Woke up too early, and wrote a Perl 6 regular expression engine. Don't you just hate it when that happens?
At 6:30, I headed off to find some coffee, which was more of an ordeal than I expected. The hotel's on the edge of quite a small town, and nothing opens until at least 7am. Finally, I wandered down past Concordia seminary, and found a lovely little cheap and tasty coffee bar on the corner. I got my stuff together and around 8:30 I was ready to head into St. Louis itself.
This town, as a famous man once said, is coming like a ghost town. St Louis is a weird, weird place. The car culture has driven a few of the usual things you'd expect to see in a city out to the suburbs. Basic things like "shops" and "people". Until around noon today, there was essentially nobody on the streets apart from me. (Granted, it was a Sunday.)
Even when the city started to liven up, I couldn't help noticing, while I was wandering around, that there wasn't really a central business district. There were a few delis, pharmacies and 7/11s dotted around, but not even so many of those. Instead, many of the downtown streets were filled with empty buildings, boarded up doors and the shells of long-dead shops. It was bizarre. Some of the most wonderful urban architecture I've seen in a prime position in the city center was just lying empty and forgotten. Even the St. Louis Center, a four storey shopping and restaurant complex, hadn't really taken off. Many of the units remained closed, and those which were let were not exactly inspiring.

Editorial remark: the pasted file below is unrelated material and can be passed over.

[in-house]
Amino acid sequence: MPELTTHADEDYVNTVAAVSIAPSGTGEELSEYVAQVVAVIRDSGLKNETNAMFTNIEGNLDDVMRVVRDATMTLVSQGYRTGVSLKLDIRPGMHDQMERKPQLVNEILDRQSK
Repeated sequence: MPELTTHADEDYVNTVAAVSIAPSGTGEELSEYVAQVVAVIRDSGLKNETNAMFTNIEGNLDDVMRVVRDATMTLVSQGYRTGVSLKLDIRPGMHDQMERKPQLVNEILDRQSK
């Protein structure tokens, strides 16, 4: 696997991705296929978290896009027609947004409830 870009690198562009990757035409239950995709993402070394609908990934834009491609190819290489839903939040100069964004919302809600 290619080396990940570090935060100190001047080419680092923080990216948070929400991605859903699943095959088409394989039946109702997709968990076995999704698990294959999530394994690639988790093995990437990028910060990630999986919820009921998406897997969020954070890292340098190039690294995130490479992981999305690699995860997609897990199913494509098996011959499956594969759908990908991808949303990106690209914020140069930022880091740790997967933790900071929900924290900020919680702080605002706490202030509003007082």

The only signs of real civilization were the Busch baseball stadium, - complete with crowds of mourners for legendary baseball radio announcer Jack someone-or-other - the old Union Station, - now a restaurant complex - and the Gateway Arch - long queues and tight security. It took me half the day to find somewhere which would sell batteries, and then I took another few hours taking pictures of some of the great yet desolate buildings I'd seen. Finally, an hour long trip on a Mississippi steamer, before ordering a van ride back to the hotel. Then writing, writing, writing.
The language barrier is turning out to be a problem. I ordered a cheesesteak from the St. Louis Center when it finally opened, and was startled to be asked by the server "Why do we pray?" Well, I wasn't really in the mood for theological discussions, so I just shrugged. This wasn't enough. "Why do we pray?" This a trick question, isn't it? The server got agitated, and picked up two bags of rolls. "Why do we pray?"
Realisation dawned. "Oh, um, wheat, please."